Hitchens wants intervention in Libya. His strongest point:
The wealth that Qaddafi is squandering is the by-product of decades of collusion with foreign contractors. The weapons that he is employing against civilians were not made in Libya; they were sold to him by sophisticated nations. Other kinds of weaponry have been deployed by Qaddafi in the past against civil aviation and to supply a panoply of nihilistic groups as far away as Ireland and the Philippines. This, too, gives us a different kind of stake in the outcome. Even if Qaddafi basked in the unanimous adoration of his people, he would not be entitled to the export of violence. Moreover, his indiscriminate barbarism, and the effect of its subsequent refugee crisis on neighboring countries such as Egypt and Tunisia, ipso facto constitutes an intervention in the internal affairs of others and a threat to peace in the region.
Then let Egypt and Tunisia deal with it. Yet another direct Western military intervention seems to me, illustrates how the legacy of colonialism and post-colonial cynicism can promote more intervention and more neo-colonialism and even more cynicism (among Arabs and Westerners). If the point is that the West is responsible for much of this violence - and we bear major responsibility for propping up Arab dictators for so long - and that therefore we have a duty to rectify it, it's hard to know where the West would ever draw the line. And after trying to bring order to Iraq and Afghanistan - Hitch thinks the nightmarish world of Libya is where we should now send troops. Hitch inveighs:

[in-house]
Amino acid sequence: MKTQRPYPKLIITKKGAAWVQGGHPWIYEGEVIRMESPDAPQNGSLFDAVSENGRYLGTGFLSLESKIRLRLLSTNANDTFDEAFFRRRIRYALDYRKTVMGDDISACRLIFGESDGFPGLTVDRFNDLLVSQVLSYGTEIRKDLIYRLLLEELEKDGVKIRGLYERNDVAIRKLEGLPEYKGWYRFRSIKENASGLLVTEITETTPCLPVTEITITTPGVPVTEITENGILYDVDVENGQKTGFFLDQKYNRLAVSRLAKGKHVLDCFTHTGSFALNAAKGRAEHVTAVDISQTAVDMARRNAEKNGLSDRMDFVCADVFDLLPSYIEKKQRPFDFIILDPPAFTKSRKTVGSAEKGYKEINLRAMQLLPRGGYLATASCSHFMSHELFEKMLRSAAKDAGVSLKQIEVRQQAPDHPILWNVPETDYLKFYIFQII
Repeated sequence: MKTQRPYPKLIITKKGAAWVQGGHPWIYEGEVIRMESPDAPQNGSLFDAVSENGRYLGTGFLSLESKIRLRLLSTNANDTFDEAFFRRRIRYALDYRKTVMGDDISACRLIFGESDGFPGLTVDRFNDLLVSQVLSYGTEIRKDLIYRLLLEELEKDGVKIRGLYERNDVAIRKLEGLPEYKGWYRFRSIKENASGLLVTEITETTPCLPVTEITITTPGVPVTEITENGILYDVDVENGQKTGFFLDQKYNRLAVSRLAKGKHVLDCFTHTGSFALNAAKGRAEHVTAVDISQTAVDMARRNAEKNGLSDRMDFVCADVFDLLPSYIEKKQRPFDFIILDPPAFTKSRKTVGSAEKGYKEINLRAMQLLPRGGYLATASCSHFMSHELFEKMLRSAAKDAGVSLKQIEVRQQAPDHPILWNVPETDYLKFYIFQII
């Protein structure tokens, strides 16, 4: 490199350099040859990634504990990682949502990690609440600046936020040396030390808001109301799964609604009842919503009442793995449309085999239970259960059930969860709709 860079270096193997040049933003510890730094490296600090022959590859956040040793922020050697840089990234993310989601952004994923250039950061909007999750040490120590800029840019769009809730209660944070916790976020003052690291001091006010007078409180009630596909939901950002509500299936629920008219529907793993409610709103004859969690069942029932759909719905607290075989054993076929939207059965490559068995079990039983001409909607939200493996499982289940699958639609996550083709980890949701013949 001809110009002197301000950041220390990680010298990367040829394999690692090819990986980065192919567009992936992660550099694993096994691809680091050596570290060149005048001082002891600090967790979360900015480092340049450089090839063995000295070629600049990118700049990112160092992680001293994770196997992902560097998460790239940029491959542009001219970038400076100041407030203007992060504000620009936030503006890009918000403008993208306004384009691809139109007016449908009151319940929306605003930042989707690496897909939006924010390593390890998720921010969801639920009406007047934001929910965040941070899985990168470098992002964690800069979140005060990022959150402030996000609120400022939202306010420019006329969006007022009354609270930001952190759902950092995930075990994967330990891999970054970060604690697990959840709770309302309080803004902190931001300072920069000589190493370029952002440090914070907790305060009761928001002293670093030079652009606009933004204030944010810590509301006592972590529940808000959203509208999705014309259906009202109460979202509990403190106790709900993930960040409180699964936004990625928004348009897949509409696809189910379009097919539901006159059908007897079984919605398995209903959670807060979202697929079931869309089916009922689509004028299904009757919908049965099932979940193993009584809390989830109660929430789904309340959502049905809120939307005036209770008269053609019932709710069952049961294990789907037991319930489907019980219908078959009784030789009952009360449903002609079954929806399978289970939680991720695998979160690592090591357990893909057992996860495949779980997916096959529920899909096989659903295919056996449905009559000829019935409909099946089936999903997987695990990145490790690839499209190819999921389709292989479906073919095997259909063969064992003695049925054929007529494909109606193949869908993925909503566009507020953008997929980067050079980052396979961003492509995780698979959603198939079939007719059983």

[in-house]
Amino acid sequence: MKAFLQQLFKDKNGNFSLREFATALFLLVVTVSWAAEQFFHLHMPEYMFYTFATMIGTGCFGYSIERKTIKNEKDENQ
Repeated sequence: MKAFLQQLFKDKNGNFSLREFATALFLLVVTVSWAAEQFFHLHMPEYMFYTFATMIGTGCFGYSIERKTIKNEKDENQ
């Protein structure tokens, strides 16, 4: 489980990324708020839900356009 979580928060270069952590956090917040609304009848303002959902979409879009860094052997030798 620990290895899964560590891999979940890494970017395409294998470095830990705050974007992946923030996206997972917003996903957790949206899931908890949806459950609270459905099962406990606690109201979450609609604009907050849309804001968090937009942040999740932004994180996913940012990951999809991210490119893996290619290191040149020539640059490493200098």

Does one have to go over all the arguments again, as if Rwanda and Bosnia and Kurdistan had never happened?
Er, yes. Notice the missing, more recent example - Iraq. The identical argument was made, remember, about Saddam. Our very previous complicity demanded our intervention, we were told and some of us believed, regardless of the consequences. In fact, nowhere in the piece does Hitch weigh the unintended consequences of getting militarily entangled in a non-country, run by terror and tribes, with little hope for a stable government or civil society in the near future. This is a strange case of liberal angst fusing with neoconservative hopes with the result of constant warfare. It perpetuates a cycle we can never stop - a cycle of endless war and occupations. If we cannot stop it here, where can we?
Tom Ricks, somewhat surprisingly, also wants to "do something" about Libya although he isn't ready to impose a no-fly zone. What he labels the "best option":
Give the Libyan rebels the aid they need to win. This may be no more than some secure communications gear and a couple of thousand rocket-propelled grenades to deter Qaddafi's tanks and SUVs. (This may be already happening in some form.) Can we start flying discreet charter flights of stuff into some airports in the east? This needs to be ready to go ASAP -- like yesterday.